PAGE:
AZBio Member Featured on CNN

On Friday, Nov. 15th, the CNN number of the day was 10,000. 

The post featured a video about the Canine Clinical Trial for a cancer vaccine being developed by ASU Biodesign Institute and Calviri.

The anticancer vaccine being tested is made up of a proprietary cocktail developed by Johnston’s ASU team that targets approximately 30 abnormal proteins found on the surface of cancer cells. These proteins, a result of improperly coded RNA — so-called frame-shift mutations — are generally only found in patients with cancer (in both dogs and people).

By injecting this cluster of proteins into healthy patients, along with a substance that stimulates an immune response, researchers believe the vaccine could serve as a universal defender against cancer by “turning on” the immune system to recognize and defeat cancer.

The vaccine can target several cancers common to dogs, including lymphoma, a cancer of the lymphatic system; osteosarcoma, or bone cancer; hemangiosarcoma, a deadly cancer that originates in the blood vessels and is almost exclusive to dogs; and mastocytomas, or mast cell tumors.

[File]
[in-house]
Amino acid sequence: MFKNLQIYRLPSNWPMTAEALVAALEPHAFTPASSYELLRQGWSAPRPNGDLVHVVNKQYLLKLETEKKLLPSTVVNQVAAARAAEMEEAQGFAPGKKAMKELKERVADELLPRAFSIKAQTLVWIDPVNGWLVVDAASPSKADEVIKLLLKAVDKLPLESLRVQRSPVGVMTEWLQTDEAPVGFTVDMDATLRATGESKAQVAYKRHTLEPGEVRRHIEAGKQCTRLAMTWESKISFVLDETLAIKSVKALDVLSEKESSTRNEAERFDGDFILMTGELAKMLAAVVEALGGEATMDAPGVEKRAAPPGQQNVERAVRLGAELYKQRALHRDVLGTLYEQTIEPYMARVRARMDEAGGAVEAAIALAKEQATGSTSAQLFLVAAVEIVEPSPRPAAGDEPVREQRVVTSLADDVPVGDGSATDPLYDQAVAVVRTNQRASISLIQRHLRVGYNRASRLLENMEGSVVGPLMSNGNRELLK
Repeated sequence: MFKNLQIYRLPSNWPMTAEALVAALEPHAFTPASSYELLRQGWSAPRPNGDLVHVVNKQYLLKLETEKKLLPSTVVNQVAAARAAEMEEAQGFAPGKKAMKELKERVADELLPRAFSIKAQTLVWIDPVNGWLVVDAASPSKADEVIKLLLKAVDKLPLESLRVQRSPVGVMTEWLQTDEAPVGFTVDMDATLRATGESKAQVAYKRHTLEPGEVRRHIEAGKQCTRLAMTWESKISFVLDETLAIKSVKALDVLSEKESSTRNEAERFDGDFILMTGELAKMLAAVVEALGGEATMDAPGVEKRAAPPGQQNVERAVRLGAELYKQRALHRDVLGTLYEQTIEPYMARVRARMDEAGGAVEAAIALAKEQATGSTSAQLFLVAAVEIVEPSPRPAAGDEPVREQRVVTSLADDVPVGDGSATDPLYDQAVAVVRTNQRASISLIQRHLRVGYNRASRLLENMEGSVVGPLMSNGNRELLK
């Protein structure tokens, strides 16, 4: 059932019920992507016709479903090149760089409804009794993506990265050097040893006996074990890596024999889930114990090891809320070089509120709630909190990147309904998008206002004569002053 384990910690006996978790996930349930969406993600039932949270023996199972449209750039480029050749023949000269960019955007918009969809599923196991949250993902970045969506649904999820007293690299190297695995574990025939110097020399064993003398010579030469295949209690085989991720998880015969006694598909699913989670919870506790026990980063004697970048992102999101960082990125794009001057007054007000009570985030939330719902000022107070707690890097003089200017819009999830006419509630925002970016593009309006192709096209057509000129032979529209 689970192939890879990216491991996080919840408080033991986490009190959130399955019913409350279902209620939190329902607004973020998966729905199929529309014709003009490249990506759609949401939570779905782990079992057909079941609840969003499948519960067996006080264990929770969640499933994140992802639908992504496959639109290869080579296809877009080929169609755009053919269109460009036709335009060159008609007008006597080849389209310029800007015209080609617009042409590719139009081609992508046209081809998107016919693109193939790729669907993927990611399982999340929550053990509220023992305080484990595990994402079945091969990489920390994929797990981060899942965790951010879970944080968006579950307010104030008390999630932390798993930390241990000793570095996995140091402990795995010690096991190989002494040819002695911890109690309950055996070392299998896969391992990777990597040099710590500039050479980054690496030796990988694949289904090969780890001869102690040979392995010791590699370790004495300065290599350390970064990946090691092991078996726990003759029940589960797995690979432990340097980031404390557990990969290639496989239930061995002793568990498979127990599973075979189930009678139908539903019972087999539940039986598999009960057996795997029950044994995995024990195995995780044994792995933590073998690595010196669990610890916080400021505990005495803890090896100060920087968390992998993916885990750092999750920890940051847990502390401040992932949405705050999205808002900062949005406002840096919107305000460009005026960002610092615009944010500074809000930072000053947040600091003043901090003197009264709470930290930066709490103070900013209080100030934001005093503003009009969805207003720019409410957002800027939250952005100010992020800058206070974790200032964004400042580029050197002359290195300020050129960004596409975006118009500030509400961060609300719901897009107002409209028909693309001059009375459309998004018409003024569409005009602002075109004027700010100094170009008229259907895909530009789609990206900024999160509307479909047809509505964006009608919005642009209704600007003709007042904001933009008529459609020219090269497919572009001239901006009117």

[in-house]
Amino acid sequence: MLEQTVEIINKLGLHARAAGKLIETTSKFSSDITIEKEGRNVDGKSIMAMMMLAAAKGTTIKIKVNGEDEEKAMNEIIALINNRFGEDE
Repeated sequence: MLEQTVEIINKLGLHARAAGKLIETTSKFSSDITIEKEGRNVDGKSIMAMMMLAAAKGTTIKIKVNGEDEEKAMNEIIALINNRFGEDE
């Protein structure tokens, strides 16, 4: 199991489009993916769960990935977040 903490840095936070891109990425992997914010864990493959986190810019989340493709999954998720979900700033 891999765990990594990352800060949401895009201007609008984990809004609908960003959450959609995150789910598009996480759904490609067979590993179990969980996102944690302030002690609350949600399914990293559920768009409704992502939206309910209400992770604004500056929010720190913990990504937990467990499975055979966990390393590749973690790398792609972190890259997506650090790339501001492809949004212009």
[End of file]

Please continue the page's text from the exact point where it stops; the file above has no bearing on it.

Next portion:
Veterinary technician Abbey Ace holds her dog Norton, a 9-year-old rat terrier mix, after he received one of the first shots in the Vaccination Against Canine Cancer Study. Photo by Meghan Lepisto/UW-Madison

The trial is slated to run over five years. Cancer-free, healthy dogs between the ages of 6 and 10 will be randomized to receive either a series of the investigational vaccine or placebo vaccines. Healthy, middle-aged pet dogs will be enrolled, continuing to live their normal lives at home and receiving biannual exams with a complete clinical pathology workup. 

Dogs will be randomly chosen to receive either the vaccine or a mock version. Dogs receiving the mock vaccine are expected to develop cancer at normal rates. The experiment will determine whether the test vaccine can prevent cancers.

Two sets of vaccines will be given every two weeks, for a total of four treatments, and then annually. Researchers have not observed any side effects other than those typical to any vaccine in mice or dogs to date, such as moderate local pain or swelling at the site of injection, but the study will characterize any unanticipated adverse reactions in the larger study population.

Participating dogs will live at home and be checked two to three times yearly for five years after enrollment to monitor them for the development of any cancers.

“We should know as soon as two years from now whether or not we see the vaccine is having an effect,” said Johnston.


Trial description excerpted from:

World’s largest canine cancer vaccine trial begins

Posted in AZBio News.